Dr. J. Brian Balta
Dr. J. Brian Balta is an igneous petrologist and meteoriticist. Meteorites available on Earth include samples that formed from processes in the early solar nebula and rocks that formed from magmas on asteroids such as Vesta and the planet Mars. By examining the chemistry of these rocks, Dr. Balta works to understand what the rocky interiors of planets and asteroids are made of and how those mantles melted to give the igneous and volcanic rocks that we find today.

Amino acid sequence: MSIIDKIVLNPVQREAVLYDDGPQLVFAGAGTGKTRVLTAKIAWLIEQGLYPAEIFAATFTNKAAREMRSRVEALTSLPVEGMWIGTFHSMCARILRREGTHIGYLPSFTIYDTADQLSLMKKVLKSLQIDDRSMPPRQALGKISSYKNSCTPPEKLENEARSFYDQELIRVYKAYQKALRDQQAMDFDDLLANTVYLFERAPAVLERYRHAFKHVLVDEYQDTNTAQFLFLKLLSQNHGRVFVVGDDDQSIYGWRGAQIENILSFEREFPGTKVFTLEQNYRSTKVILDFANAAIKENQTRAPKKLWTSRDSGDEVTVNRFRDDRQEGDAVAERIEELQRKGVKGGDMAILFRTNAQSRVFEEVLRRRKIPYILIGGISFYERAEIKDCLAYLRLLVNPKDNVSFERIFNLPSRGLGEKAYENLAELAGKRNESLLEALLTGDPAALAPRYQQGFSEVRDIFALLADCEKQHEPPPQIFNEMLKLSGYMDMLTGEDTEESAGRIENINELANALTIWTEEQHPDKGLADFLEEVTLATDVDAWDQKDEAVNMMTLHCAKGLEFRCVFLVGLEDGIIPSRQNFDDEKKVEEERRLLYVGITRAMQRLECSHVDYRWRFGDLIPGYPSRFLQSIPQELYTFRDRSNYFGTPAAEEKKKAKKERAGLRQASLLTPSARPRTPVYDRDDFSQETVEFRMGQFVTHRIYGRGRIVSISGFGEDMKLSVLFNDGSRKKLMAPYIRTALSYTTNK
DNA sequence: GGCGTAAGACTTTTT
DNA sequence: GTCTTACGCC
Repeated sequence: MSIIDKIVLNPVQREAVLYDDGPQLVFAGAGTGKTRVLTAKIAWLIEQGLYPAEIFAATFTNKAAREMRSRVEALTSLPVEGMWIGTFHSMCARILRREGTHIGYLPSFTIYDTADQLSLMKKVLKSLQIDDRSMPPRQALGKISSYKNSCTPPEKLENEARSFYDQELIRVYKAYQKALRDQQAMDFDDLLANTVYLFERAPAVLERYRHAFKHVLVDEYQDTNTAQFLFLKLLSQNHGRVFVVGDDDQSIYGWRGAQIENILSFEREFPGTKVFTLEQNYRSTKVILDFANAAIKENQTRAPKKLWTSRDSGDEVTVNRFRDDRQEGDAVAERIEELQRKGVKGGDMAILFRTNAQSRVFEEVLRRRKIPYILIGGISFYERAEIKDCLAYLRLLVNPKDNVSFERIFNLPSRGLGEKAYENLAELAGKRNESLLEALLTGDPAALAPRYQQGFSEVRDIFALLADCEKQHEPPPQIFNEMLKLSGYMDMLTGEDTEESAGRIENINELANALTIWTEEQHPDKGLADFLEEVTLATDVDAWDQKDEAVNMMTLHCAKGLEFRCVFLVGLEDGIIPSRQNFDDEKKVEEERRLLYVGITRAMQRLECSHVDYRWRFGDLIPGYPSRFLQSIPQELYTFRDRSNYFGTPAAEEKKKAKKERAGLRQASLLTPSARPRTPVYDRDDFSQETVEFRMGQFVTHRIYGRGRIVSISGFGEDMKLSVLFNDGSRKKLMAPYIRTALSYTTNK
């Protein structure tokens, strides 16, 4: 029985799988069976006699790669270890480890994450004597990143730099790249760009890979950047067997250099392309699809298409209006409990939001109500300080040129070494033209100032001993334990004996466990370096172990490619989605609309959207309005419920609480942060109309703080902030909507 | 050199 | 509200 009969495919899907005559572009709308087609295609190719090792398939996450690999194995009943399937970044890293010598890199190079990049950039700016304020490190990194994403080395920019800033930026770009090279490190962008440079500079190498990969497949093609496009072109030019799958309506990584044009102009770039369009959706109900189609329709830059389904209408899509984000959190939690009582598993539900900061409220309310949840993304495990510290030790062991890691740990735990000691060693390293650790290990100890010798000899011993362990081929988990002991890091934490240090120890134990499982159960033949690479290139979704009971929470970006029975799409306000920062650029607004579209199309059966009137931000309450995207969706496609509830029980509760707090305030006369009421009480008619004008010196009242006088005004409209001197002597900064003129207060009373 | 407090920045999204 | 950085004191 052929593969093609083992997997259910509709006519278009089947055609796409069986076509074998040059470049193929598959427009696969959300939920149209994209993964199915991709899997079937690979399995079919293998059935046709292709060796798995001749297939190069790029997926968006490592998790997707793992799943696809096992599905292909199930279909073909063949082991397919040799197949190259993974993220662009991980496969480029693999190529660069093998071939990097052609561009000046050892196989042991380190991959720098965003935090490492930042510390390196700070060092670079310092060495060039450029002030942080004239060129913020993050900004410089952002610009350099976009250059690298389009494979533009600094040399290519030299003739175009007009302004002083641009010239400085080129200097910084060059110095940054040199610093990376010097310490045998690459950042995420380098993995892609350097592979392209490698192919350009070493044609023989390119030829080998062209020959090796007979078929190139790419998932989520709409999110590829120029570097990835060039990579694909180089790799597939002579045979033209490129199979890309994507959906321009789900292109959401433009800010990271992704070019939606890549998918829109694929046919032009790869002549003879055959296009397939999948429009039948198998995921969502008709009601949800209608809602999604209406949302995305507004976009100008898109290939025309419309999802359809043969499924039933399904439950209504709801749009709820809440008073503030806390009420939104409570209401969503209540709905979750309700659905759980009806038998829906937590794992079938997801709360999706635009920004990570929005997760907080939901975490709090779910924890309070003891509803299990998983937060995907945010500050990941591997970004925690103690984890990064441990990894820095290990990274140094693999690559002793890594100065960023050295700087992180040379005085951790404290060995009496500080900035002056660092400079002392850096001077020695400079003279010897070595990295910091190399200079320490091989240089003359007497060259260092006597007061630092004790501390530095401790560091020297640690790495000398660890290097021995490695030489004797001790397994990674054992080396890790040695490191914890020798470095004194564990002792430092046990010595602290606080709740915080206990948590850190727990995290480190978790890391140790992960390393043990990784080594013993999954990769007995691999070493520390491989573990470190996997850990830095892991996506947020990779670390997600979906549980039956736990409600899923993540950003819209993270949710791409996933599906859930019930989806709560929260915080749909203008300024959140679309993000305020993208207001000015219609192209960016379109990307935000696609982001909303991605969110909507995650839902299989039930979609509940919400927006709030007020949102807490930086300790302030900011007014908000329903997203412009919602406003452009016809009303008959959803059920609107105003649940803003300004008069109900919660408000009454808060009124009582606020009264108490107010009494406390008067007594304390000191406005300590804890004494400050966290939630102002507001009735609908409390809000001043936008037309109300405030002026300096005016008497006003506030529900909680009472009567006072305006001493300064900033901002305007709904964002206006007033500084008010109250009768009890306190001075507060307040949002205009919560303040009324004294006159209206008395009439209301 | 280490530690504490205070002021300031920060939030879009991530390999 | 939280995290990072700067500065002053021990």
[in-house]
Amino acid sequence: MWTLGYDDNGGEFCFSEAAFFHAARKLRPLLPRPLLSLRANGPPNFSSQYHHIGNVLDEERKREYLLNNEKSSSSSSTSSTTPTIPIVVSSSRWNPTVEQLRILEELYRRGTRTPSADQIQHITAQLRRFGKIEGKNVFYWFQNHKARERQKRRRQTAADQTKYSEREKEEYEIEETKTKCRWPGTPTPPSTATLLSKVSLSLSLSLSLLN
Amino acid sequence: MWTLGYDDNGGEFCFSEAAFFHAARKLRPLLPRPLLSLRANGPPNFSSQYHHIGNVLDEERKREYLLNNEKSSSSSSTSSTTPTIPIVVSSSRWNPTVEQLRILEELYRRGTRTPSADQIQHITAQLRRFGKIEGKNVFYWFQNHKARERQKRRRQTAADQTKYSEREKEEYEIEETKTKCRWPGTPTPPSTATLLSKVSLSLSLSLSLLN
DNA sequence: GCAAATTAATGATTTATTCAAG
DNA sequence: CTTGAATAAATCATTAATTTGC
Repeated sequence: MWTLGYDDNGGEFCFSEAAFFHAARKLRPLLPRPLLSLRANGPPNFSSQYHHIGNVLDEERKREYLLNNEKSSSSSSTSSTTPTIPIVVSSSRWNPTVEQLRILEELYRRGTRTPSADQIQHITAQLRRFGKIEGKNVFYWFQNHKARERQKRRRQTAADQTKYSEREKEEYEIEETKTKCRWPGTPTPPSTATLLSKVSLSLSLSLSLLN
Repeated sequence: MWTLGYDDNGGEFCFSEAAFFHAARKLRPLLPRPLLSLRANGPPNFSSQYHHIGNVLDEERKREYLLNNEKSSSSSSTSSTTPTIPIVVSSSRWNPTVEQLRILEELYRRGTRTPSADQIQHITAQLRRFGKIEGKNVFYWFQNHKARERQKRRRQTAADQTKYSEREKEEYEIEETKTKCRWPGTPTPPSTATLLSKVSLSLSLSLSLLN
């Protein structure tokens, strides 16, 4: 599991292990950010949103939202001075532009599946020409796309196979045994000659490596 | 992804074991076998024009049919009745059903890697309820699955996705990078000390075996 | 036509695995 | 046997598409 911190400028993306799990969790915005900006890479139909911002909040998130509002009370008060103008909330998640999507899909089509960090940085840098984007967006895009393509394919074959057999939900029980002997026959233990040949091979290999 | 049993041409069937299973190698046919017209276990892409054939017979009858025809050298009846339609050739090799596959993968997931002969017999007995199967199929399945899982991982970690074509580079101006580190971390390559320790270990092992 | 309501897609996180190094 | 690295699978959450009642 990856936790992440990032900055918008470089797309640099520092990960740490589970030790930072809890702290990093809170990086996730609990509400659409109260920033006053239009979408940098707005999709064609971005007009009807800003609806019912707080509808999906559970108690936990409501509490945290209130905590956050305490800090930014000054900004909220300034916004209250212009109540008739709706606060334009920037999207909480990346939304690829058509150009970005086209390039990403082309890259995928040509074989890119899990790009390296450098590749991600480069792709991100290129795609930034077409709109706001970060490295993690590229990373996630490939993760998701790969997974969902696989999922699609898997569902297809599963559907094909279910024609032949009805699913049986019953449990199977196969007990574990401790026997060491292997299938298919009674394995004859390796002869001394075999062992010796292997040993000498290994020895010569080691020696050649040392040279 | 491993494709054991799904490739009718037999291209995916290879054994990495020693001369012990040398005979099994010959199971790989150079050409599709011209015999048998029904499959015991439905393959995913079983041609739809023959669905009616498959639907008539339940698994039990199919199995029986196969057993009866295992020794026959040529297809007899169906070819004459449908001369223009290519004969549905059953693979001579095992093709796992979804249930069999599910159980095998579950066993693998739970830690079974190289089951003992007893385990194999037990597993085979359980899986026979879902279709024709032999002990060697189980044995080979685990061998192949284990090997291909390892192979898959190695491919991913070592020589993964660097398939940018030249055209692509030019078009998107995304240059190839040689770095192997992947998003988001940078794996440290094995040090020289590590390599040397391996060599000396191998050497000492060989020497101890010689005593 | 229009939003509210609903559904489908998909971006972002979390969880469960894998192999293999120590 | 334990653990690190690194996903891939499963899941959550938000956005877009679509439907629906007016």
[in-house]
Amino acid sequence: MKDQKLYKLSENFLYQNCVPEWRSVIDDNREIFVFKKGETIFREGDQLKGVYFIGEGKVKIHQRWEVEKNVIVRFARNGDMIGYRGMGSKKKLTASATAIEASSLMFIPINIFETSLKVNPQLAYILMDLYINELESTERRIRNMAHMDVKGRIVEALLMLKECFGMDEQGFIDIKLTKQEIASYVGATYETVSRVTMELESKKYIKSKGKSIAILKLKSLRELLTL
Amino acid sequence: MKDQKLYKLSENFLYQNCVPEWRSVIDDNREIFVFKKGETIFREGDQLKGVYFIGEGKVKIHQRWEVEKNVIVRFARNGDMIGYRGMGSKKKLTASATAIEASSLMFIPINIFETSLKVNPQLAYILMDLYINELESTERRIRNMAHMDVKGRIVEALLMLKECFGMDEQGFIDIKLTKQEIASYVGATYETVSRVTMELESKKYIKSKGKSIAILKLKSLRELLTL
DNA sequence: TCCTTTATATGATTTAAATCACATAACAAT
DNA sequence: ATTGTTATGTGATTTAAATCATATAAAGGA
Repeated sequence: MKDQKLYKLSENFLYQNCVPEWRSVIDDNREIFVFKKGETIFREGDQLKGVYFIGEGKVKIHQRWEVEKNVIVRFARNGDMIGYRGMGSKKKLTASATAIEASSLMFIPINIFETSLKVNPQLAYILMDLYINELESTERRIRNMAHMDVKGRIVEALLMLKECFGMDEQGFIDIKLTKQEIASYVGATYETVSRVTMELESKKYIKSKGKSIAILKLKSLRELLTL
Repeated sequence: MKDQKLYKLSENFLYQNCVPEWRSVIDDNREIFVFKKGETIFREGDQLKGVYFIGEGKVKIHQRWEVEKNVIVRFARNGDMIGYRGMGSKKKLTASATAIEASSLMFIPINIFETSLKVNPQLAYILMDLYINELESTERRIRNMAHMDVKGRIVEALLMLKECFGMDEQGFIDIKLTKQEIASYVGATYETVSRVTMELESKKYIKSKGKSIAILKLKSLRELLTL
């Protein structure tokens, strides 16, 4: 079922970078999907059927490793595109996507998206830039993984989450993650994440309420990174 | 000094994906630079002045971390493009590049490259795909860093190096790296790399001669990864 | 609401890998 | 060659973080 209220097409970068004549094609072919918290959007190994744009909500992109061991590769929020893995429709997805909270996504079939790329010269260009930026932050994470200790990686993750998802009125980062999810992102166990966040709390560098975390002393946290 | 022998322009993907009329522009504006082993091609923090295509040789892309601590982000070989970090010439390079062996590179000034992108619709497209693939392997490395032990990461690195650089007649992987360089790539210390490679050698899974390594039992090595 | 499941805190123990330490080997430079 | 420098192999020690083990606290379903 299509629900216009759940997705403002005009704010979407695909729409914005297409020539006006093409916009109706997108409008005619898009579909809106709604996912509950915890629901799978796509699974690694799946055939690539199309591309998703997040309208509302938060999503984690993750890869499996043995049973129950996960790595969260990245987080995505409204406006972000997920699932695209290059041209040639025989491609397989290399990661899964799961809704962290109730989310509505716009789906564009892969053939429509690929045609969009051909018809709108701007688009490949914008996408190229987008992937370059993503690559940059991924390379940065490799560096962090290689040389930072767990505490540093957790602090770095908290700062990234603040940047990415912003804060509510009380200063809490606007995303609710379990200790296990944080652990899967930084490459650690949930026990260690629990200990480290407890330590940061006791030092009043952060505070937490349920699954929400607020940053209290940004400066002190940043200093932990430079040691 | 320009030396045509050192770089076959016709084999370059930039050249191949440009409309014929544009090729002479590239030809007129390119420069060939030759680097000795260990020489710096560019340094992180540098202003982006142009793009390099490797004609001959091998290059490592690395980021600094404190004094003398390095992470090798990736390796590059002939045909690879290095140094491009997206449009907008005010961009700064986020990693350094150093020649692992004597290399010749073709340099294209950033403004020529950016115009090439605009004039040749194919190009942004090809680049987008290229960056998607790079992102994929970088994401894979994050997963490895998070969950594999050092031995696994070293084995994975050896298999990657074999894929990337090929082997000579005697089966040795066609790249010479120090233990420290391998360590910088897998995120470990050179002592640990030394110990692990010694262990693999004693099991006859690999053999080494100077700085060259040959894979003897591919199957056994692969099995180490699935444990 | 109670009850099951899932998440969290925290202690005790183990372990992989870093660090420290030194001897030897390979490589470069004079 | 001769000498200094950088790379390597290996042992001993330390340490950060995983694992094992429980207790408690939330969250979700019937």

Using laboratory microscopes and electron beam tools such as scanning electron microscopes and electron microprobes, Dr. Balta has measured the chemistry and mineralogy of a dozen meteorites from Mars and Vesta, used those analyses to explore how long it took for the volcanic rocks to erupt, how much water was dissolved in them and supplied to the martian surface by the eruption, and how both sets of rocks may preserve evidence of gaining oxygen as they were cooling. But, because many of these samples are rare or even unique on Earth, Dr. Balta uses other techniques to explore the igneous history of meteorites. Using experimental laboratories such as those at Johnson Space Center, Dr. Balta creates synthetic versions of samples like those meteorites, designed to match certain details of the chemistry of these meteorites. Those synthetic rocks can then be melted under controlled temperature and pressure conditions, allowing him to directly probe how magmas behave under conditions reasonable for those worlds. Finally, using experiments such as these, scientists have created calibrations for the thermodynamic properties of magmas when they are molten, and using those tools, Dr. Balta works to simulate melting inside of planetary bodies to estimate the types of magmas produced by melting under conditions where we haven’t yet been able to explore. These techniques, working together, can be used to understand how planets are formed and how they are later processed by volcanic activity.